Opinion

Anthony De Rosa

Apple’s event causes mass disruption

Anthony De Rosa
Jun 6, 2011 20:29 UTC

The biggest takeaway from today’s Apple announcements at their annual worldwide developers conference was how many companies they’ve just disrupted.

Hey Blackberry, you know that your BBM that many find to be the sole reason they stick by your side instead of bolting for a shiny new iPhone. Say hello to iMessage. Start a conversation on your iPhone and continue it on your iPad. If you still want to talk to your friends tied to their Blackberries, there’s always What’s App.

So Dropbox, you’ve been one of the most useful apps I’ve come across in quite some time. My files auto-synced in the cloud, I barely have to think about it. I move effortlessly from one machine to another and my stuff is right there, a click away. Welp, I’ve got some bad news for you. iCloud. 5 gigs of storage and get this, it’s free. Well, unless you’ve got some non-iTunes music you wanna sync. That’s gonna set you back $25 a year. Cmon, that’s a fraction of the money you’ve stolen from artists and those poor multi-millionaire music executives (if any of them still exist anymore.)

What else? Instapaper, a brilliant app by former lead developer for Tumblr, Marco Arment was just replaced by a feature in Apple’s Safari browser, called “Reading List” which stores what you’re browsing for offline reading later, and syncs it across both your iOS devices and your Mac. Poor guy. His reaction on Twitter was priceless.

If Larry David is a social assassin, what does this make Steve Jobs?

Some companies were disrupted in a positive way. Today was Twitter’s lucky day. Apple just built in Twitter integration at the base level of iOS5. Enter your Twitter credentials in your iOS device settings and you’re set. No need to log into Twitter again for most of the apps you regularly use.  Shoot something with your iPhone or iPad camera? Bam, send it to Twitter. Tired of having to keep logging into Twitter on  Safari? No longer. Same goes for YouTube,  Maps, and your contacts.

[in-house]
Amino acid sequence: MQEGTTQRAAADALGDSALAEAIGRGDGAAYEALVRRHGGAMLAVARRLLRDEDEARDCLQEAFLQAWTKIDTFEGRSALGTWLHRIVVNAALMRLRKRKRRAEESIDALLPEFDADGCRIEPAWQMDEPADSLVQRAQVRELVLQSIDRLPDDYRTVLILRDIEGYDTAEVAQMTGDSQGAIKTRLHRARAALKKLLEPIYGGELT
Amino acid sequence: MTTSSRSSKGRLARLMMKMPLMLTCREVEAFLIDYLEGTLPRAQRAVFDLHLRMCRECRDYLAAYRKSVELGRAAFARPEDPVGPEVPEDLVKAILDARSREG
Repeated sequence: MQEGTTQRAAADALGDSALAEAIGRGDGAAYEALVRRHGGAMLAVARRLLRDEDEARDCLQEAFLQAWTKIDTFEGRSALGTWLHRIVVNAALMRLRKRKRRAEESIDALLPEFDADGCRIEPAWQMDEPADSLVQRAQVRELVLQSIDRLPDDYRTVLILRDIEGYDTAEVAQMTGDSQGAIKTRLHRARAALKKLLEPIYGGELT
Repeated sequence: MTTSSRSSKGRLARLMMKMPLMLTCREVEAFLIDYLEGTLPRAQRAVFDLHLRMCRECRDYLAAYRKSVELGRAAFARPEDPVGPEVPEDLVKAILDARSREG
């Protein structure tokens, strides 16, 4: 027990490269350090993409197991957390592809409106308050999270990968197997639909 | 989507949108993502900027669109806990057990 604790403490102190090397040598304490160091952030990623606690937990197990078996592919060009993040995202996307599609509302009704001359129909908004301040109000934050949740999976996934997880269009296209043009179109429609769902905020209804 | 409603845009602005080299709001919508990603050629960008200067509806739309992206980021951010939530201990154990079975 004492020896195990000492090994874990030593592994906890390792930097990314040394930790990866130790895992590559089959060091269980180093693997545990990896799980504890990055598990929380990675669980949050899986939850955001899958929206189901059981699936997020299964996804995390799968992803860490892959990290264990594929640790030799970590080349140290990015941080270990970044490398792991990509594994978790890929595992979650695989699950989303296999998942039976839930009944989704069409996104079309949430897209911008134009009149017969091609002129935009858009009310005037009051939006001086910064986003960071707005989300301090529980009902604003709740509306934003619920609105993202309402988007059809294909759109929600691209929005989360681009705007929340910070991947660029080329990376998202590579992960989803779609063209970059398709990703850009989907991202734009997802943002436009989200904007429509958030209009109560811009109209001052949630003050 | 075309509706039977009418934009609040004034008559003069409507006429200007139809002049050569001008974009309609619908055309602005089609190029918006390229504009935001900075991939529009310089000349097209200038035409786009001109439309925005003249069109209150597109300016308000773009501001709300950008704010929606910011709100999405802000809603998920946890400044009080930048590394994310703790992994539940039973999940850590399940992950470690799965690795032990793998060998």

Google raises Internet appliances from the dead

Anthony De Rosa
May 11, 2011 20:31 UTC

A decade ago, we wondered what happened to the product that Google just announced. The Chromebook, Google’s version of a netbook, finally has the ecosystem and infrastructure to support it. Many have declared the PC age on its deathbed, with mobile on the verge of overtaking its marketshare. Google simply believes the PC will evolve, into the cloud and beyond local based storage.

Google will make their notebooks, running entirely on their Chrome OS, available in June, partnering with Acer and Samsung for the hardware and Verizon for connectivity. Samsung will charge $425 for a Wifi only version and $499 for one that includes 100MB data service. Acer’s version will cost “$349 and up.”

The notebook has virtually zero boot time — hit power and you’re on. The battery is said to last an entire day. Your files, entirely in the cloud and accessible anywhere, have built-in security. Updates to software, purchased in the Chrome App Store, will be automatic.

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